I was a program manager in the Navy surface warfare part of DOD until I retired in 1989. All of us with that experience saw the massive drawdown coming after the Wall came down and the Curtain fell. I also said to him that the American public would not stand for extending the strategy north. We barely made it through WWII and dad was still p***ed that Patton was restrained from going east and solve a future problem. What most didn’t (don’t) know is that we were out of nucs and Stalin actually now had the single most powerful army in the world. If we had swung out towards Bagdad, we would have done it alone except for the French. Ahhh before anyone takes potshots at the French, have your facts well researched.

    Then “the highway of death” and a lot of us remembered Cronkite’s using the now iconic picture of the Saigon sheriff’s on the spot execution of the killer and wrongfully declaring our defeat by the VC during Tet ’68. Actually very few died on that hwy but the image is still stunning…..even if there was a slaughter, so what….remember what they had done to the civilians in Kuwait? But the public was done…you could just feel it.

    Now off that subject….I am one of many who really wanted MacNamara and Rumsfeld in federal lifetime solitary to contemplate how they got our people slaughtered and, by extension of the conflicts, the innocents on the “other side.”. Still working on my forgiveness issues…. Mac’s tears didn’t work for me. Do hope he found redemption.

    Notice I am not partial to da Dems or da Repubs.in this instance.

  7. Thanks to those who referenced historical events and actions. This issues are bigger and more complex than “Obama’s problem” and one needs to be mindful of history and its players.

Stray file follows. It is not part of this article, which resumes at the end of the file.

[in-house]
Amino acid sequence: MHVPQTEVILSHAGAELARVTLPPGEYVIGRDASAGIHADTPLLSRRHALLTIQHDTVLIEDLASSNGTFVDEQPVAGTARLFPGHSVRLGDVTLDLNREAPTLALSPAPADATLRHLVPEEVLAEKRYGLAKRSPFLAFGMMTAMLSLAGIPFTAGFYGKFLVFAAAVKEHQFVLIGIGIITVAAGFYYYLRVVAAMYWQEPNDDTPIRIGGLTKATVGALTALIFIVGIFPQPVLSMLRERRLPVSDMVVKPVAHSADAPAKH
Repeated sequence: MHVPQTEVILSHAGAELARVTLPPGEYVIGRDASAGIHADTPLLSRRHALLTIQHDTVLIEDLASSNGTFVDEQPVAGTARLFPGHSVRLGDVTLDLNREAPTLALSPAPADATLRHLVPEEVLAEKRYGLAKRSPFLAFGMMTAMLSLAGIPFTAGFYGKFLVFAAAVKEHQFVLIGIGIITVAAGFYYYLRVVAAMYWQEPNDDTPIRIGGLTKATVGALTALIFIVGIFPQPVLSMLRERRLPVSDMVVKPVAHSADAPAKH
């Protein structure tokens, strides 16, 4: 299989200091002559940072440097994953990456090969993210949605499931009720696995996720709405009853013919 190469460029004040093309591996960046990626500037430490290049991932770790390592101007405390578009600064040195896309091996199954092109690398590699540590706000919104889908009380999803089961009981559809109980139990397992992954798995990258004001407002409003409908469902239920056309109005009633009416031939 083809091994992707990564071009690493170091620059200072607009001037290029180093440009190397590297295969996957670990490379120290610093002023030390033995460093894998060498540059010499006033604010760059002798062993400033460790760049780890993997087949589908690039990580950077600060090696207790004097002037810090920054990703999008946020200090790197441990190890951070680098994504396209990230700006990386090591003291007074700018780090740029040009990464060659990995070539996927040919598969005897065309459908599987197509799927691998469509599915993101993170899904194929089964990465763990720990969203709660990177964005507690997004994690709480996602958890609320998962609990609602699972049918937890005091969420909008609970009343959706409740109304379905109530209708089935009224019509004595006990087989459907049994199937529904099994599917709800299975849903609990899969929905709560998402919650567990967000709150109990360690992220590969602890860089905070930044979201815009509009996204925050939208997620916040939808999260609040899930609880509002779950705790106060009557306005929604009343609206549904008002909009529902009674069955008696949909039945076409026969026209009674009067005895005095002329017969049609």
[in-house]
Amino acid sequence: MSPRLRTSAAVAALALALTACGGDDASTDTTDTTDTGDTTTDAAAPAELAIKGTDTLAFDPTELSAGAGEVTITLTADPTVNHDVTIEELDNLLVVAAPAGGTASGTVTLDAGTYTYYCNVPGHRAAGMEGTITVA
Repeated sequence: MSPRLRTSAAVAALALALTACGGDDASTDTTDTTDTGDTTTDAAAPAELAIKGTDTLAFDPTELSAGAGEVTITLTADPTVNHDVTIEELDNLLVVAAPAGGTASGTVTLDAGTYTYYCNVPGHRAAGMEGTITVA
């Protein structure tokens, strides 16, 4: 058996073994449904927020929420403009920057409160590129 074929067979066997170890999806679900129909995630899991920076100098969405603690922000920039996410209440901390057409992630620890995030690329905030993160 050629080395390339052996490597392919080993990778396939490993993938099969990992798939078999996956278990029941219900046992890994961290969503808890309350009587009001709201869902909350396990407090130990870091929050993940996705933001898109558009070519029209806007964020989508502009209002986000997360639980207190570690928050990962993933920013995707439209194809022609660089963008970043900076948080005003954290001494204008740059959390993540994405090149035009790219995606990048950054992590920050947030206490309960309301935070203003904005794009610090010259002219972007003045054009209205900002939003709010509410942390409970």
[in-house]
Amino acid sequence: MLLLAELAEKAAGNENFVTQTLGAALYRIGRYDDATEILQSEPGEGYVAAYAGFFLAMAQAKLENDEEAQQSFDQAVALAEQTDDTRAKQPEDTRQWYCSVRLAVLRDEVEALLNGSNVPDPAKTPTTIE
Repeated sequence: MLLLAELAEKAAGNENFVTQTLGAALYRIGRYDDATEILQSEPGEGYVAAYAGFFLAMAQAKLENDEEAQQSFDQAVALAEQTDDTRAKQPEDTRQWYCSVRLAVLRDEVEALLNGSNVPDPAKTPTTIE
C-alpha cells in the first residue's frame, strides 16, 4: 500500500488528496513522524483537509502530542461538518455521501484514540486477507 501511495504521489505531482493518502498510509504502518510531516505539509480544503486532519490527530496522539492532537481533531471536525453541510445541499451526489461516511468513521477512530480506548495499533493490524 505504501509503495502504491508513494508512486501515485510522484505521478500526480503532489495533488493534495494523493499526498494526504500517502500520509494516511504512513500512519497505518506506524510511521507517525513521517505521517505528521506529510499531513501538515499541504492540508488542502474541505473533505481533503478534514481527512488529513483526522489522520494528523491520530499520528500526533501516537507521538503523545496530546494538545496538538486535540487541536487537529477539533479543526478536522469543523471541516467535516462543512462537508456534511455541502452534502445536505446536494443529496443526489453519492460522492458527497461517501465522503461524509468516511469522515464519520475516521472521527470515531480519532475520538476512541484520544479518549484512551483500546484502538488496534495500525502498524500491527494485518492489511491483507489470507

The events giving rise to the Intel apparatus go back many administrations. I am reminded of a comment by Prince Bandar bin Sultan in about 2006 where he expressed difficulty of working with the United States since elected officials such as the president and members of Congress were elected for short terms such that it was difficult to establish continuity and relationships. Perhaps the “other side” of the Bush House of Saud criticism is that Bush provided continuity of relationship and familiarity with issues. On the other hand, what are the motives of a government that is entrenched for generations of one ruling family, etc.? What have we learned?

    We have an Intel apparatus that appears insubordinate to its master. Can it be that our politicians are uninformed or misinformed so as to deal with Intel matters and agency oversight? Are the Intel agencies providing the longer term perspectives to the president and Congress?

    I’d like to think that the issues can be resolved by the people who are currently positioned in the Administration and the Congress (and their respective staffs). The American people need to get educated and up to speed to ensure that competent people are elected. I see an awful lot of obstacles to his happening.

  8. “Because it’s so easy to judge the idiocy of others, it may be sorely tempting to think this doesn’t apply to you. But the problem of unrecognized ignorance is one that visits us all. And over the years, I’ve become convinced of one key, overarching fact about the ignorant mind. One should not think of it as uninformed. Rather, one should think of it as misinformed.

    An ignorant mind is precisely not a spotless, empty vessel, but one that’s filled with the clutter of irrelevant or misleading life experiences, theories, facts, intuitions, strategies, algorithms, heuristics, metaphors, and hunches that regrettably have the look and feel of useful and accurate knowledge.” David Dunning


  9. Paul

    Both Bushes didn’t handle the wars in Iraq beautifully. The first one was part of an international coalition that had little if anything to do with what caused the second one. The first one was an example of a missed opportunity, taking down Hussain. However, the second one was not only unnecessary but stupidly bungled. The three stooges did not have to go into Iraq. They could have sealed off the air space, surgically bombed the military sites, and called for a coup. Hussain installed himself through a coup d’etat. That is how things are done in the Middle East. After a few months of being shut off from the world, having palaces and military bases bombed, some general would have offed Saddam.